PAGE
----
What is homeopathy?
Homeopathy is an alternative medical practice that was developed in the late 1700s. Homeopathy is generally based on two main principles:
- that a substance that causes symptoms in a healthy person can be used in diluted form to treat symptoms and illnesses, a principle known as “like-cures-like”; and
- the more diluted the substance, the more potent it is, which is known as the “law of infinitesimals.”
Historically, homeopathic products have been identified through “provings,” in which substances are administered to healthy volunteers in concentrations that cause symptoms. Symptoms experienced by volunteers are recorded to indicate possible therapeutic uses for the substances. In other words, if a substance causes a particular symptom, individuals experiencing that symptom would be treated with a diluted solution made from that substance.
What are homeopathic products and how can you tell you are taking one?
There are no FDA-approved products labeled as homeopathic; this means that any product labeled as homeopathic is being marketed in the U.S. without FDA evaluation for safety or effectiveness. These products are often marketed as natural, safe and effective alternatives to approved prescription and nonprescription products, and are sold online and in major retail stores.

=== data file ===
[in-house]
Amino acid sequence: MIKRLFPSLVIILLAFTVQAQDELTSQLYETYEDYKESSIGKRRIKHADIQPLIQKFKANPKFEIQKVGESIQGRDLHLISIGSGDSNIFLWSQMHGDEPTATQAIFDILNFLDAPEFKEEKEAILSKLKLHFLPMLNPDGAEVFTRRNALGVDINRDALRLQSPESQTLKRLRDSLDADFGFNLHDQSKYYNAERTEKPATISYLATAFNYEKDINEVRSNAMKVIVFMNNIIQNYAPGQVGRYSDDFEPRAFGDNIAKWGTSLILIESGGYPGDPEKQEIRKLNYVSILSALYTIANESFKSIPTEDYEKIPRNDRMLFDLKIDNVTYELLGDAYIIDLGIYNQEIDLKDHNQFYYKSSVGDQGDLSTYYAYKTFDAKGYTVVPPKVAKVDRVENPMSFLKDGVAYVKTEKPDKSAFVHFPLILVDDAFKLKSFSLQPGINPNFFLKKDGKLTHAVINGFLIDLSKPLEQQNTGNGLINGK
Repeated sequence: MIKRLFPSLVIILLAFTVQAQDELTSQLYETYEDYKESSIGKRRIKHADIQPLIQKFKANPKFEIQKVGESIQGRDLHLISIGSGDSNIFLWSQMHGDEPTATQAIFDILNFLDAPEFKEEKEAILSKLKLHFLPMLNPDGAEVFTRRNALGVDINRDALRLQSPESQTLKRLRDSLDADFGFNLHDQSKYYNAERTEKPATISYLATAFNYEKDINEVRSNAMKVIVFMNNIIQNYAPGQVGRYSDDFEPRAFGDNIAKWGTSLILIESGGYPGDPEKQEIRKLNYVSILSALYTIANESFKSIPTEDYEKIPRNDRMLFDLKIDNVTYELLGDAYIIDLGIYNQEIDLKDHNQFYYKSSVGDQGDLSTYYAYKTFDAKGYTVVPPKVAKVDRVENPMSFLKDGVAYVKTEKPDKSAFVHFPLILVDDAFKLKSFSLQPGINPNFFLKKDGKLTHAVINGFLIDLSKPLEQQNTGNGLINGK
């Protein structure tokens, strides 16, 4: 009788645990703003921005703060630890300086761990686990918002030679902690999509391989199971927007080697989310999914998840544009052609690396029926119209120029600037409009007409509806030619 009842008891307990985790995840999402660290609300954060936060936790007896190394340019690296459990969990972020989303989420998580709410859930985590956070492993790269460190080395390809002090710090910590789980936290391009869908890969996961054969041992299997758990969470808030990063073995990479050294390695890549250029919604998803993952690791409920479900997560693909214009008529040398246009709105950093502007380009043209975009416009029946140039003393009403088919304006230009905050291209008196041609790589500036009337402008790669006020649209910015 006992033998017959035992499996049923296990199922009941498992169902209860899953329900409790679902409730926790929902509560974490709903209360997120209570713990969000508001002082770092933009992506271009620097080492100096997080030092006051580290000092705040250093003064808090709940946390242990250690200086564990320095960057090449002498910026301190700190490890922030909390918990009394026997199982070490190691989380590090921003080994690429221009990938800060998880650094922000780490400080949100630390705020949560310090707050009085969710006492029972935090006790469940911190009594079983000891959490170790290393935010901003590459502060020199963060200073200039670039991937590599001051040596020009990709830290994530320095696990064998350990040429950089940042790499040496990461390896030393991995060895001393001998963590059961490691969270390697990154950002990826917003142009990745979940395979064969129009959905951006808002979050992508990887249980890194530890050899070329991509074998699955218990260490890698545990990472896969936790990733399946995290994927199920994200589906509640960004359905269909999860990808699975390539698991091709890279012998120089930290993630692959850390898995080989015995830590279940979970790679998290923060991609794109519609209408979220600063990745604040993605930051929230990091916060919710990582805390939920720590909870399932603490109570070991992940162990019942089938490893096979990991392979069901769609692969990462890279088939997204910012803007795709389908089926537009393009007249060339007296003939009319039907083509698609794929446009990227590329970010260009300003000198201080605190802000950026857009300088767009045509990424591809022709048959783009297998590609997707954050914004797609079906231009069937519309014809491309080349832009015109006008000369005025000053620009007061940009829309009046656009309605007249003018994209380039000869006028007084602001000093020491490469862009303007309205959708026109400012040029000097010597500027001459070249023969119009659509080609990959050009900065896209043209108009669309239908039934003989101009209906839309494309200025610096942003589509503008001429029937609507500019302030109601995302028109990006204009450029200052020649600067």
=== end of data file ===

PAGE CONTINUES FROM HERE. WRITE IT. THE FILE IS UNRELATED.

Products labeled as homeopathic can contain a wide range of substances, including ingredients derived from plants, healthy or diseased animal or human sources, minerals, and chemicals.
Products labeled as homeopathic generally include:
- The word “Homeopathic”
- The ingredients listed in terms of dilution, e.g. 1X, 6X, 2C
Is FDA concerned about the safety of homeopathic products?
While products labeled as homeopathic are generally labeled as highly diluted, some of these products have been found to contain measurable amounts of active ingredients and therefore could cause significant patient harm. Additionally, FDA has tested products that were improperly manufactured, which can cause incorrect dilutions and increase the potential for contamination. Further, some products labeled as homeopathic are marketed to treat serious diseases or conditions. Examples of FDA’s concerns, include:
- FDA warns consumers about homeopathic teething products
- FDA warns consumers about the potential health risks of over-the-counter asthma products labeled as homeopathic
- Information on Zicam Cold Remedy Nasal Gel, Zicam Cold Remedy Nasal Swabs, and Zicam Cold Remedy Swabs, Kids Size
- Pleo Homeopathic Drug Products by Terra-Medica: Recall - Potential for Undeclared Penicillin
What should consumers know about homeopathic products?
Products labeled as homeopathic and currently marketed in the U.S. have not been reviewed by the FDA for safety and effectiveness to diagnose, treat, cure, prevent or mitigate any diseases or conditions. FDA’s evidence-based drug reviews play an essential role in ensuring that drugs are made with quality manufacturing processes, and are safe and effective for their intended uses. Products that have not been evaluated for safety and effectiveness may harm consumers who choose to treat serious diseases or conditions with such products, and consumers may be foregoing treatment with a medical product that has been scientifically proven to be safe and effective.